Risks, Issues, Assumptions, Constraints, Problems - and Everything in Between
During a project planning session last week we were reviewing a vendor’s project plan with the team and looking at activities that would impact our own timeline and team-plan, and as usually happens during these discussion, a lot of questions and concerns came up that we needed to record in order to keep track of them and in some cases find answers and resolve them.
I had worked with the team before introducing them to the CARDIO process where we sort out constraints, assumptions and risks, define core terms, identify issues and decide as a team what elements of discussion are out of the scope of the project. During this session, however, we seemed to spend a lot of time going back and forth and trying to decide whether something was a Risk or an Issue, an Assumption or a Constraint. Those discussions are usually not very productive as participants argue about formalities and not working on content. So how can you help as a facilitator or project manager to cut through the confusion and ensure that the right items end up in the right buckets?
Well, first you have to be aware that the different concepts are actually interrelated: a risk that achieves a likelihood of 100% - i.e. it actually happens, an issue that defies resolution, an assumption that was never checked and suddenly proves false, and a constraint you never planned around, all end up developing into the same thing: a big, fat problem for your project.
However, besides the fact that they can all have the same result, the different types also have distinct differences, and these can be partially explained by what you need to do as a project manager to keep them under control and take the appropriate care of them.
Risks by definition carry an element of uncertainty – this means that with your risks you will not see a likelihood of 100% when you first identify them. You may be 99% sure that something will happen, but there is still a slim chance you could be wrong. So with risks you can do little else but record them, assess their impact and likelihood, formulate plans on how you may prevent or mitigate them and then you need to watch and wait. Discussion items that may or may not happen are good candidates for your risk register. And by the way, they are not always bad, either. Opportunities also qualify as risks, the same way that threats to the project do.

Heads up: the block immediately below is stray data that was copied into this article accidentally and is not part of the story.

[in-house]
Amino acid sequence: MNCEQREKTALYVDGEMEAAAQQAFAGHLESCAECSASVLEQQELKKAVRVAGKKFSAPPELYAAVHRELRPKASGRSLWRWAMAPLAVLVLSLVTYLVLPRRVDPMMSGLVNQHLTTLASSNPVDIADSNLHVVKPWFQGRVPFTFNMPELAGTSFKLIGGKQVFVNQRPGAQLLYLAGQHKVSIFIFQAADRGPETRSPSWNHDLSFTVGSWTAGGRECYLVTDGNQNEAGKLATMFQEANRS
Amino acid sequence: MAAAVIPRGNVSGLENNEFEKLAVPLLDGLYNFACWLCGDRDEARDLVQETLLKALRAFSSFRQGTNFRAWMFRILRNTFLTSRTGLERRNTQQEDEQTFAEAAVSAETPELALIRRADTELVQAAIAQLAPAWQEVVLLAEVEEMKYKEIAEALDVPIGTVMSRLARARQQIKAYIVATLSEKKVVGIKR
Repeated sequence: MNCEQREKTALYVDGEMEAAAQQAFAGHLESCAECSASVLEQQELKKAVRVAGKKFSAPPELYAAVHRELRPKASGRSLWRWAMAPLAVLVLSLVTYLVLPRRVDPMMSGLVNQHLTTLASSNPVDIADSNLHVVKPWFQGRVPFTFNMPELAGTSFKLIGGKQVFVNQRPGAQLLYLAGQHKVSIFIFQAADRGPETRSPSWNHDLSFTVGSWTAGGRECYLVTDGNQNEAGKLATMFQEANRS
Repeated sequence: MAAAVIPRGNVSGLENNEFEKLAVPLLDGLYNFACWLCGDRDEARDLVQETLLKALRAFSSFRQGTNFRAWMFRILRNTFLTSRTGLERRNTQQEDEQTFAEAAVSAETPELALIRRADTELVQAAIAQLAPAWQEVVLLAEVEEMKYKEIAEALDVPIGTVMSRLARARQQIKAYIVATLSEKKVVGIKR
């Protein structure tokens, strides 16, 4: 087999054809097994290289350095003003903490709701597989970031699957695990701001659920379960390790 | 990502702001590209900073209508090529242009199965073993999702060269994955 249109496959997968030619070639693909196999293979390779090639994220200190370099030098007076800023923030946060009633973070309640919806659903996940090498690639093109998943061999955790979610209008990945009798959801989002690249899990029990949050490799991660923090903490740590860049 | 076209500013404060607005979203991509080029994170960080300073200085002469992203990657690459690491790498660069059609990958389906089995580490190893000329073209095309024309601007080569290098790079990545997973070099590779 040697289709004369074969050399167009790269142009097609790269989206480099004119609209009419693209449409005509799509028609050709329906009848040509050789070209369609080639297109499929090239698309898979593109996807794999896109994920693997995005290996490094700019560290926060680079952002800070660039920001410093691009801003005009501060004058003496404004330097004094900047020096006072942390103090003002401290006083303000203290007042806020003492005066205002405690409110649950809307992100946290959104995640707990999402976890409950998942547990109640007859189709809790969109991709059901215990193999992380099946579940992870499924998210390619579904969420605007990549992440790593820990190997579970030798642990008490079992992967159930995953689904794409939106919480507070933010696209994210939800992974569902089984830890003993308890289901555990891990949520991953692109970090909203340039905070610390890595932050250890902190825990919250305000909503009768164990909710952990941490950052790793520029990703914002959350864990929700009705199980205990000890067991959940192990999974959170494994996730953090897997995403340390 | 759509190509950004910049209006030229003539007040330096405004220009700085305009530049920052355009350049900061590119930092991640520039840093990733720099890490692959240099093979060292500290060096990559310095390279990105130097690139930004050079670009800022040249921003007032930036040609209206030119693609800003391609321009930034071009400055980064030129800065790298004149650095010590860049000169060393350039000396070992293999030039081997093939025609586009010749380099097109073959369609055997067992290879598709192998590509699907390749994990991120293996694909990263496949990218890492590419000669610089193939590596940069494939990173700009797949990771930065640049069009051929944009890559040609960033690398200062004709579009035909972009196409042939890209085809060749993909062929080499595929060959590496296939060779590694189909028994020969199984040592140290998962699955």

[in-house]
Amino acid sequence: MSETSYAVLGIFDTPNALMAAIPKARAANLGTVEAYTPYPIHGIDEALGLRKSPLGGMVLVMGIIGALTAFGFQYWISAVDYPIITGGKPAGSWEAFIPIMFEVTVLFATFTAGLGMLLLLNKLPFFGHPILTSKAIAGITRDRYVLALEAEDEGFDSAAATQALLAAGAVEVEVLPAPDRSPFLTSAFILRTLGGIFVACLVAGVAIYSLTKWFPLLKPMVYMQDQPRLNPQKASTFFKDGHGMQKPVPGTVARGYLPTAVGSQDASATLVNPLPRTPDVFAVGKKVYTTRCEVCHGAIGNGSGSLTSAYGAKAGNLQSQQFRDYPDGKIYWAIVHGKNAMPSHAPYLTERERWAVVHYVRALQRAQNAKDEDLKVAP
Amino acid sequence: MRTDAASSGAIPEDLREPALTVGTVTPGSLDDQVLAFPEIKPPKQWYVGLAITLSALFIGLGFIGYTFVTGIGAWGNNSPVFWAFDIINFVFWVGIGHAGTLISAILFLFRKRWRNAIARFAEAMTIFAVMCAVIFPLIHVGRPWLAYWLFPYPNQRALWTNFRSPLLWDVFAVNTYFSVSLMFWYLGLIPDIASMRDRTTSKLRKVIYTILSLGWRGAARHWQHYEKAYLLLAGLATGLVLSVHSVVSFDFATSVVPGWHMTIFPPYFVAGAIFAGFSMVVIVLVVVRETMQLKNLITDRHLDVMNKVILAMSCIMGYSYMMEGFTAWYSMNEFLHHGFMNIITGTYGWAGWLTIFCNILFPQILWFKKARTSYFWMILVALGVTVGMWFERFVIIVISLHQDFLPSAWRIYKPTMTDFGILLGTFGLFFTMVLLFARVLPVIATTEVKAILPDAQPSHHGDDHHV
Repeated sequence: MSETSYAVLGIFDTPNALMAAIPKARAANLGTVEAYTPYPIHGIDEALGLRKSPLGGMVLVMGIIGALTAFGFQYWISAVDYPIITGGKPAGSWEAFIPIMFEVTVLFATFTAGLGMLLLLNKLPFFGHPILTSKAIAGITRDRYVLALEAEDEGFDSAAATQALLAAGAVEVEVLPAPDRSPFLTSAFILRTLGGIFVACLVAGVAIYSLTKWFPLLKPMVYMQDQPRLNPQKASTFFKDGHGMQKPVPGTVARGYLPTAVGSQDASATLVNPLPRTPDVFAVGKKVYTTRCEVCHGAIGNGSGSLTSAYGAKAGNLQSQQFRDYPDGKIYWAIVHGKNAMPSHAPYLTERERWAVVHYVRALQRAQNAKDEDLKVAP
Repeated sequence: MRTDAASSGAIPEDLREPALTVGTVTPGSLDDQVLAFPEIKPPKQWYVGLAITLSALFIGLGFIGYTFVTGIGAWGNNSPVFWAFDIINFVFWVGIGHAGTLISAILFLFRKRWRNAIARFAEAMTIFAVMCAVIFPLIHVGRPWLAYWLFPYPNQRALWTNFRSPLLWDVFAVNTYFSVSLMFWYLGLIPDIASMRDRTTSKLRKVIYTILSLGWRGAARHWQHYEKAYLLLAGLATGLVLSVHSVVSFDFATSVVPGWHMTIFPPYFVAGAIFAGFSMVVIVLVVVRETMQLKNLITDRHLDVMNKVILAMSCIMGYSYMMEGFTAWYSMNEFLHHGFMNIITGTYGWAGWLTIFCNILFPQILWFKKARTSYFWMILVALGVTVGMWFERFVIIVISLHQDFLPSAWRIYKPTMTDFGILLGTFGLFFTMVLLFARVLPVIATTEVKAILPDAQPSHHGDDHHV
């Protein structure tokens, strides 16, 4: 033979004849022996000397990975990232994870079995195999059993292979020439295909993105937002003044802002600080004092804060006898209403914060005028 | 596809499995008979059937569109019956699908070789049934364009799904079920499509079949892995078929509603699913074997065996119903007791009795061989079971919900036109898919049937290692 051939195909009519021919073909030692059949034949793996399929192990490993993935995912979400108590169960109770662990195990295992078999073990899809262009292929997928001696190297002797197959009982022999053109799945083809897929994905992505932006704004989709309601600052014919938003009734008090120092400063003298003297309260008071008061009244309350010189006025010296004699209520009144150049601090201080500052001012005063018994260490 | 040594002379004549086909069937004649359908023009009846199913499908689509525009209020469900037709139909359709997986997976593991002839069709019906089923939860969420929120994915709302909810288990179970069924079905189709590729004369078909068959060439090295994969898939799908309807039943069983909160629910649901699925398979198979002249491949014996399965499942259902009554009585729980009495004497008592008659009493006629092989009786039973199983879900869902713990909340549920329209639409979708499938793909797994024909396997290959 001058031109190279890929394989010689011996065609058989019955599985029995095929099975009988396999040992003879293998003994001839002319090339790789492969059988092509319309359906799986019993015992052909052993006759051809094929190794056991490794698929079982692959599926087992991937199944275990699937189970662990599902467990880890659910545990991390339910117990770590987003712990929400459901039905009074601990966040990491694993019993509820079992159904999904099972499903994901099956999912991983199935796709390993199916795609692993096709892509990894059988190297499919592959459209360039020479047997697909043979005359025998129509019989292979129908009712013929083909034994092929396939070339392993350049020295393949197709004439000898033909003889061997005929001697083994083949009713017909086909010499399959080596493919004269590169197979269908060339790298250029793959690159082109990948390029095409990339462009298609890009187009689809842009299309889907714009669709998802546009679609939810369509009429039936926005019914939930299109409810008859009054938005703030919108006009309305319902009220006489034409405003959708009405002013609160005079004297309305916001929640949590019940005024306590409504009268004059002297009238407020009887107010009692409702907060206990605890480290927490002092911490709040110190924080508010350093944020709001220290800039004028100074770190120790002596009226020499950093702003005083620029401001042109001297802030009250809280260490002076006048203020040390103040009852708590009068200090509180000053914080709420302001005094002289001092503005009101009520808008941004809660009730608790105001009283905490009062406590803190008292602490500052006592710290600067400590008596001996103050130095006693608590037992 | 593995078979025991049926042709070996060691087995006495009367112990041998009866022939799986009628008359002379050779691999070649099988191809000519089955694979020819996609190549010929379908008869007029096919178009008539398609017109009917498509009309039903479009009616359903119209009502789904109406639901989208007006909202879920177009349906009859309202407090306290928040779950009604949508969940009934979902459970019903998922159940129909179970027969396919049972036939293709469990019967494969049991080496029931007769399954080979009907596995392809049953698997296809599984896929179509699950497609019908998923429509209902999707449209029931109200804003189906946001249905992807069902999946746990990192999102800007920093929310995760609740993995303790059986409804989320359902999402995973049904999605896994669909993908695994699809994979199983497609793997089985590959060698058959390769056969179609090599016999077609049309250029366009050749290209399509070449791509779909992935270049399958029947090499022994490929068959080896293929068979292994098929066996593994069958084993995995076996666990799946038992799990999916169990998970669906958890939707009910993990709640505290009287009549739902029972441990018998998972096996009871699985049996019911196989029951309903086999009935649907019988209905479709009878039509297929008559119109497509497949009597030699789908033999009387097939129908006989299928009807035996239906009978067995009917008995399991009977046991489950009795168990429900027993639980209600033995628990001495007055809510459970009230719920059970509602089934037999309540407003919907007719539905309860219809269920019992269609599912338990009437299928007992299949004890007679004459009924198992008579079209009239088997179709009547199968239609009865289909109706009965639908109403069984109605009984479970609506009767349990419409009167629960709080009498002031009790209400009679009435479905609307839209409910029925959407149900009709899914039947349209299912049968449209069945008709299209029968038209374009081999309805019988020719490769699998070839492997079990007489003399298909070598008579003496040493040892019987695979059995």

Issues on the other hand always carry a likelihood of 100%. An issue is something that is happening right here, right now, and you must deal with it. It could be simply the lack of information, the missing input of a decision maker, or someone preventing you from accomplishing an objective. Whatever it is, you will need to formulate a response strategy and implement it by a certain date or you will have a problem on your hands.
Assumptions are related to Issues in that they also require fairly immediate intervention, however, the intervention usually consists of nothing more than to find out whether an assumption is correct or not. If an assumption is correct it is simply marked as verified and can become a firm basis for planning. If it is false, well, then you may have an issue or even a risk on your hands and need to continue with the assumption on those paths.
Constraints finally are a form of verified assumption – they will alert you to certain obstacles for the project that you need to plan around. A constraint for a project could be the fact that you will need all personnel to have security clearances or that you cannot take a system down during certain specified times. Constraints are really not a problem, if you find out about them early enough to make them part of your plan. However, constraints that are caught too late will become issues or perhaps even problems and can derail a project.
If a project manager keeps these distinctions in mind the team will have an easy time separating out discussion points into components that are distinct, managed differently and eventually resolved in the appropriate manner.
And if you really cannot decide?
Don’t get too upset about it. If you need to, make something a risk and an issue and an assumption – it may feel like overkill, but chances are that you are really facing a big potential problem and this way you definitely won’t lose track of it!
Eleonore Pieper PhD, PMP, CPF